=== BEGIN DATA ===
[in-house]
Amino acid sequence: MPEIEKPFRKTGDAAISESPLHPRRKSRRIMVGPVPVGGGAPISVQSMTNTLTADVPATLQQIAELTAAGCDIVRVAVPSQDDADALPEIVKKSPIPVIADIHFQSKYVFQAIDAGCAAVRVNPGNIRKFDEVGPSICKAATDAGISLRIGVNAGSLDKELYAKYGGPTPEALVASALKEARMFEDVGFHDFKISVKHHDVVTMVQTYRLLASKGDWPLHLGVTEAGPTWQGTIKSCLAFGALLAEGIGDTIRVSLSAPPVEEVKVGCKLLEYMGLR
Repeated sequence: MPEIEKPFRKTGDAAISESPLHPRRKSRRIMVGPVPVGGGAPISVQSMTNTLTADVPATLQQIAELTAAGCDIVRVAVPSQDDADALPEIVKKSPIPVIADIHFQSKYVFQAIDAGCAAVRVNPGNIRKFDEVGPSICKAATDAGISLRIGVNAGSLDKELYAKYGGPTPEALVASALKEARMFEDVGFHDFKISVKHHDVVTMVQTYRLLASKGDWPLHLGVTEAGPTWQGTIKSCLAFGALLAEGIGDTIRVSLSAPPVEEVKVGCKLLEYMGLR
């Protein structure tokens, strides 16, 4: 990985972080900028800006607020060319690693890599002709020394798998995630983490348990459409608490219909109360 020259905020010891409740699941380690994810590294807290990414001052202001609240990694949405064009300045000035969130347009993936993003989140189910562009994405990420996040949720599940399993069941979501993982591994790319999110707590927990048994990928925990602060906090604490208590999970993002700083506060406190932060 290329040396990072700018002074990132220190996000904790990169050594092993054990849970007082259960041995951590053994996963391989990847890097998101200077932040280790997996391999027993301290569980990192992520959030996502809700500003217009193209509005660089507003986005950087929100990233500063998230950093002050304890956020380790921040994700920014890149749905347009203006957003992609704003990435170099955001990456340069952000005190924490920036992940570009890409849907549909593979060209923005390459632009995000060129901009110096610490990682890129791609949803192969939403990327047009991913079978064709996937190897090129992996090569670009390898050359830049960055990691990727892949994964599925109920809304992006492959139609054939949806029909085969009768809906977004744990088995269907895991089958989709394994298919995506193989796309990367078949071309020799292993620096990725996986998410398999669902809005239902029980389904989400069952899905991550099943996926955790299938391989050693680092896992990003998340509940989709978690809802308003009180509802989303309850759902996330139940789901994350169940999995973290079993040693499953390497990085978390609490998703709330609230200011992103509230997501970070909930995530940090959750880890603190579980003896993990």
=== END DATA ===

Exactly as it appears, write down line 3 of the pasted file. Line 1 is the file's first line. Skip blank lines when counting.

Repeated sequence: MPEIEKPFRKTGDAAISESPLHPRRKSRRIMVGPVPVGGGAPISVQSMTNTLTADVPATLQQIAELTAAGCDIVRVAVPSQDDADALPEIVKKSPIPVIADIHFQSKYVFQAIDAGCAAVRVNPGNIRKFDEVGPSICKAATDAGISLRIGVNAGSLDKELYAKYGGPTPEALVASALKEARMFEDVGFHDFKISVKHHDVVTMVQTYRLLASKGDWPLHLGVTEAGPTWQGTIKSCLAFGALLAEGIGDTIRVSLSAPPVEEVKVGCKLLEYMGLR